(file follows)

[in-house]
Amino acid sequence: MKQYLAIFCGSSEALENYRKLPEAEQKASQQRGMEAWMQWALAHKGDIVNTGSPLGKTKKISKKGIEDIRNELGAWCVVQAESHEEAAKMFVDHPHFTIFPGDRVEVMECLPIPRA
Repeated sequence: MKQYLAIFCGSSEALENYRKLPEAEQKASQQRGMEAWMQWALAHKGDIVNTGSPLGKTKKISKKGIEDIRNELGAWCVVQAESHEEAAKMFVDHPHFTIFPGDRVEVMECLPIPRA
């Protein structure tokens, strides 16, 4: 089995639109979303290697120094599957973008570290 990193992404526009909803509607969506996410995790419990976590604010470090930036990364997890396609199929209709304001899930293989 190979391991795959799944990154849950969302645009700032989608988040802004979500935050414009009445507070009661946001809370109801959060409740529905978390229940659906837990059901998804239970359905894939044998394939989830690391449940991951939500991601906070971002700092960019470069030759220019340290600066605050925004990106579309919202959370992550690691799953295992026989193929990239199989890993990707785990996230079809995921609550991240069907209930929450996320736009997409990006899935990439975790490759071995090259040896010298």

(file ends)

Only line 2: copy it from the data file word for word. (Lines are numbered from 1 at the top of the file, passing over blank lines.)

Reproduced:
Amino acid sequence: MKQYLAIFCGSSEALENYRKLPEAEQKASQQRGMEAWMQWALAHKGDIVNTGSPLGKTKKISKKGIEDIRNELGAWCVVQAESHEEAAKMFVDHPHFTIFPGDRVEVMECLPIPRA